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Erica Roedder

Office Address: 

Department of Philosophy
5 Washington Place
New York, NY 10003

Areas of Research/Interest: 

moral psychology, philosophy of science, ethics, philosophy of mind

ERICA ROEDDER's main philosophical interests lie in philosophy of psychology, especially moral psychology, with other interests in philosophy of science, ethics, and mind.  Her dissertation focuses on a cluster of results in social psychology showing our deliberation to be non-ideal, and she is particularly interested in the way thinkers who know about these results may alter their deliberation in order to compensate for their biases.  A summary of her dissertation is below.

Dissertation Summary
My dissertation focuses on issues within contemporary philosophy of psychology.   Recent psychological studies suggest that our deliberation is faulty in various ways.  For instance, considerations which ought not to be reasons affect our deliberation anyway—e.g., someone's race, age, or gender may unwittingly bias one's deliberation about whether to publish a person's paper or promote a worker.   In my dissertation, I pursue two questions: what can such studies tell us about our practical ideals, and how ought we to change our deliberation in light of such experimental findings?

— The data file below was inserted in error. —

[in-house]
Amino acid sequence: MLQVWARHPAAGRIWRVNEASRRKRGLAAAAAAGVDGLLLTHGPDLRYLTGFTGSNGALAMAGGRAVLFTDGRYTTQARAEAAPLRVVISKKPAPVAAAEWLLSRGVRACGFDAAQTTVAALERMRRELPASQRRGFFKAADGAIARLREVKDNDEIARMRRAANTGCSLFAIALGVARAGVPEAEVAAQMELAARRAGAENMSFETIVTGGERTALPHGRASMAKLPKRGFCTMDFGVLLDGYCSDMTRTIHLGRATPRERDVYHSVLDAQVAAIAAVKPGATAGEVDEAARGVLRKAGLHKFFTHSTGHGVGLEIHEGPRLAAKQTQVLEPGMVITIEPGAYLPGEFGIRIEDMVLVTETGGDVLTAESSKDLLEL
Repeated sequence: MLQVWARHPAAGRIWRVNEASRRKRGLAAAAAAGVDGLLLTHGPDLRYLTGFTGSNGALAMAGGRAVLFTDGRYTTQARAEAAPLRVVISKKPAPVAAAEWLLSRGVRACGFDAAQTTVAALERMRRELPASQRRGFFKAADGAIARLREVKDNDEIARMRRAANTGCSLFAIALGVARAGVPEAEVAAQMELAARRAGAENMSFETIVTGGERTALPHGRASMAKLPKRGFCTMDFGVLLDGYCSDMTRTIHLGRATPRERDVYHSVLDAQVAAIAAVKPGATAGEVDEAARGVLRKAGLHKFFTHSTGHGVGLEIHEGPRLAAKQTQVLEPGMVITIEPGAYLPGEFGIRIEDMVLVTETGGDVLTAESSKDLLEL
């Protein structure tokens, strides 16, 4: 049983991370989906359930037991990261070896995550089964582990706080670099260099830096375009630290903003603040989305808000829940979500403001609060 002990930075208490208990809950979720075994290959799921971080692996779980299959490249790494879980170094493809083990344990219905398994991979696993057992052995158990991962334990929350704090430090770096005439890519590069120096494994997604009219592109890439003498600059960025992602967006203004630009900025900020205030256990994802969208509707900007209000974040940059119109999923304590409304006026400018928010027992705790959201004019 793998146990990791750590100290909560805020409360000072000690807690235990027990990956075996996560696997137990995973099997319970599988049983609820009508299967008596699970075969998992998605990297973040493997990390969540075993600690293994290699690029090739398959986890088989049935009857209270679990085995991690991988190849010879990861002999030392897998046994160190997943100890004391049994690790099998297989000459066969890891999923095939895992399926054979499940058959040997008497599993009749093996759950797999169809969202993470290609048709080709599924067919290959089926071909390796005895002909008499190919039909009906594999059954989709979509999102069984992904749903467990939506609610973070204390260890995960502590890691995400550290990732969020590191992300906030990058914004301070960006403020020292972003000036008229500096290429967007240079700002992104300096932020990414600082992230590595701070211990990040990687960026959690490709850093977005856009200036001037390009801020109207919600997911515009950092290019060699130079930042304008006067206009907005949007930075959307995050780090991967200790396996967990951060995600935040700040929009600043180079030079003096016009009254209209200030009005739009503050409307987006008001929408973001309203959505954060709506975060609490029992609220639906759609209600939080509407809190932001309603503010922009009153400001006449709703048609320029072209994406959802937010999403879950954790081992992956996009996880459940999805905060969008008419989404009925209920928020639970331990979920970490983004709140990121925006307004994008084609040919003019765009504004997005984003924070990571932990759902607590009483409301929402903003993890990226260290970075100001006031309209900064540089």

In answer to the first question, I argue that reflection on our responses to these studies reveals an important structural feature of human ideals: when we care about something, we are committed to acting in ways such that—had things been different—we still would have promoted its flourishing.   In answer to the second question, I discuss ways in which a person might incorporate her knowledge of scientific psychology  into deliberation, and I argue that such enhanced deliberation will still fall short of certain deliberative ideals.

In addition to the intrinsic importance of these questions, this dissertation has significance for another reason.  Psychological science is continually discovering strange and unsettling facts about human nature, and these results are percolating into common culture.   In light of this, it seems to me that an important niche has opened up for philosophy: to think deeply about the normative implications of these findings and to offer some guidance on how we might live in light of the surprising facts science continues to uncover about us.

Updated on 01/15/2008